With some herbs, it really doesn't make too much of a difference whether I used dried herbs or fresh ones. However, with some I have noticed that using them fresh makes a world of difference. In addition, herb plants tend to be more economical than buying bottles of dried herbs. I concentrated on the veggie garden this summer, but I'm planning to start an herb garden indoors this fall and winter. In the meantime, I buy fresh herbs as needed at the farmers' market.
When I get my herbs home, I find they keep fresh longer if I put them in water as shown here (note: you'll need to change your water at least once a day). Another storage method that works is wrapping them loosely in a light plastic bag and then storing them in the high humidity storage in my fridge. Old Target or grocery store bags work great for this!
So, which herbs are best used fresh?
Basil! - No question. I'll use dried basil in the occasional soup or casserole, but nothing comes close to the taste and smell of fresh basil. Dishes like Pizza Margarita or Caprese salad(basil, mozzarella & tomato)wouldn't be the same without it. Added bonus - fresh basil will make your kitchen smell heavenly!
Parsley - I've read cookbooks that proclaim no real difference between fresh and dried parsley, but I beg to differ and at least one other writer agrees with me. Dried parsley is something I use often. However, when I treat myself to some fresh parsley, I notice a pleasant difference. Fresh parsley has a certain green freshness to it that gets muted once it's dried. Also, if you're making a salad,you really need fresh parsley in order to get the taste and texture just right.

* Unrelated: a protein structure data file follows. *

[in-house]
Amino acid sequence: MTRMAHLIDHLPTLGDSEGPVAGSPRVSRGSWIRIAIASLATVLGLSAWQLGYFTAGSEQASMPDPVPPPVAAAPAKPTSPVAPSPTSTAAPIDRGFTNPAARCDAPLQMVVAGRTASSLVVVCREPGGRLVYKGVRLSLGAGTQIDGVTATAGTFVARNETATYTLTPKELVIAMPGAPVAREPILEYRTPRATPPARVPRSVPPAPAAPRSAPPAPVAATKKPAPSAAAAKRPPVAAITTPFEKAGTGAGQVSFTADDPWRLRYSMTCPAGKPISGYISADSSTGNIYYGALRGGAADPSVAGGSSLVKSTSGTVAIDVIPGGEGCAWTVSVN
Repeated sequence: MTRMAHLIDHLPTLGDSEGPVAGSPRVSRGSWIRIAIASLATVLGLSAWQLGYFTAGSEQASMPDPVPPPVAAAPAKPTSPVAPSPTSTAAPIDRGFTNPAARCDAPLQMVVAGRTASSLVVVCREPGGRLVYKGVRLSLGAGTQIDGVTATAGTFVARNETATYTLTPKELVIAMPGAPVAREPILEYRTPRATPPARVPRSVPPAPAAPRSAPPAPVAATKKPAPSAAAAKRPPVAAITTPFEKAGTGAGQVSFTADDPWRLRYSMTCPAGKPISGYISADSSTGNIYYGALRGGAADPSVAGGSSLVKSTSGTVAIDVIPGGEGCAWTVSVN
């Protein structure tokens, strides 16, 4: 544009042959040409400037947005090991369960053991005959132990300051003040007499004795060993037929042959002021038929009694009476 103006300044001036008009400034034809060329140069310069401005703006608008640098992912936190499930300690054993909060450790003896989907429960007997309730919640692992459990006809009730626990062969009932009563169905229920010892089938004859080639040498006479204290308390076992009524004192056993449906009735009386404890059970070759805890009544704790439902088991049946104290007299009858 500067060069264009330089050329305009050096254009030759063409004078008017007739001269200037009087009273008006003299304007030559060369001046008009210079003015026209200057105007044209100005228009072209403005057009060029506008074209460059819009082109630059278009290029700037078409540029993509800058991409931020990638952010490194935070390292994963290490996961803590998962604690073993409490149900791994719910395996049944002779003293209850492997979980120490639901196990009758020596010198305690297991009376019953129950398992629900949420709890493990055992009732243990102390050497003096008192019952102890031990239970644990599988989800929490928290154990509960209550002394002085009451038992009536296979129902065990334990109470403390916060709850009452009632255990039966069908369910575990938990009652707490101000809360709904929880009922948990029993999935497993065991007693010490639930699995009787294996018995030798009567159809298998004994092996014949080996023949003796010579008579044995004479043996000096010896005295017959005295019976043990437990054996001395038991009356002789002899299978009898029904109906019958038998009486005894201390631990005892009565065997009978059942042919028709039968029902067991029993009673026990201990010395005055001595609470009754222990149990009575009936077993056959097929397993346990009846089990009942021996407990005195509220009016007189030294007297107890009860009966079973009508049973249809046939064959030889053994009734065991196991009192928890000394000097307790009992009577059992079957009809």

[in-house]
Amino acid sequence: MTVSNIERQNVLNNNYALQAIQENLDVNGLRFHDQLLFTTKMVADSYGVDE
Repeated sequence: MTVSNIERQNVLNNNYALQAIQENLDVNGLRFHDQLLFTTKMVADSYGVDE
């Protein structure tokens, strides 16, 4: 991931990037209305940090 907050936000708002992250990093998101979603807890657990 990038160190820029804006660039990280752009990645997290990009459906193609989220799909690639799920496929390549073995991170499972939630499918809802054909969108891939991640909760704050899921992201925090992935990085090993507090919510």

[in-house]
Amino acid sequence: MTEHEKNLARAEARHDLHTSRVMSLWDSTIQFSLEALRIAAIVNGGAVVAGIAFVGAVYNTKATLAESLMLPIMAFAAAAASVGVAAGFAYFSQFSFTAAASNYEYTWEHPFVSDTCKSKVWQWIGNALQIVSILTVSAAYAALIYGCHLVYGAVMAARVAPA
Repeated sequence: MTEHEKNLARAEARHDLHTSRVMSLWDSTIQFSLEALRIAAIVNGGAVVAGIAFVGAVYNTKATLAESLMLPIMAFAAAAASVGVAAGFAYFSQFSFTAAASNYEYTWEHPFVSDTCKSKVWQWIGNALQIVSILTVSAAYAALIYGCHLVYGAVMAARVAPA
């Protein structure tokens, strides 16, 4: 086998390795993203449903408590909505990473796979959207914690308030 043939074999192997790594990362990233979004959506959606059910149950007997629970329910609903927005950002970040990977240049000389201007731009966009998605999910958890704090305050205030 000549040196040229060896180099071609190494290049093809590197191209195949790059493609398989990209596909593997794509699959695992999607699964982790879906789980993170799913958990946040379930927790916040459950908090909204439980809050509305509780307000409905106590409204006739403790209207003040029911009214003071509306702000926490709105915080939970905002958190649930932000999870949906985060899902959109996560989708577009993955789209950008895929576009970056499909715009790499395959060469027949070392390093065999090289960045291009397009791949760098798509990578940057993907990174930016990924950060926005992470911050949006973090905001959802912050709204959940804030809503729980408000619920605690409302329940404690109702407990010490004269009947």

Cilantro - Cilantro is another one of those herbs that just does not bear much resemblance to its dried counterpart. The fresh herb has a distinct scent and adds a somewhat complex taste to your cooking. However, the dried version comes off a bit flat and can sometimes be bitter. This is one herb I almost never use dried. However, in its fresh form, it livens up all kinds of dishes and it's essential to a lot of Mexican cooking.
Rosemary - This herb is really more a matter of personal preference. Dried rosemary actually does a very good job in most dishes. For that reason, I'd say that having fresh rosemary on hand is not absolutely essential. However, if you can grow it, I'd go for it. I absolutely love the scent of fresh rosemary, so even though I use the dried version often (and will probably dry my own in future), fresh rosemary is worth using just for the scent.
Oregano - This is one of the few common herbs that I like better dried. Dried oregano(as long as it's fresh) adds great flavor to pasta sauces, pizza and other foods. I've used fresh oregano occasionally and I've read that various chefs swear by it, but have not noticed that it provides enough of a difference in taste for me to refuse the dried version.
Mint - Like basil and cilantro, this one is really best fresh. Dried mint makes good tea, and can be good in a few dishes. However, in salads, ice cream and sauces, fresh mint has a sweetness and bright quality that the dried stuff just can't touch.
Chives - Again, no comparison. Dried chives just don't do it. The fresh ones have a subtle green bite to them that is wholly lost in the dried version.
And those are just a few of the herbs I commonly use in my own cooking. If you commonly use other herbs and want to share some tips, I'd love to hear from you! And if you have any questions about various herbs, I'll try to help you as much as I can. And may all your cooking be flavorful!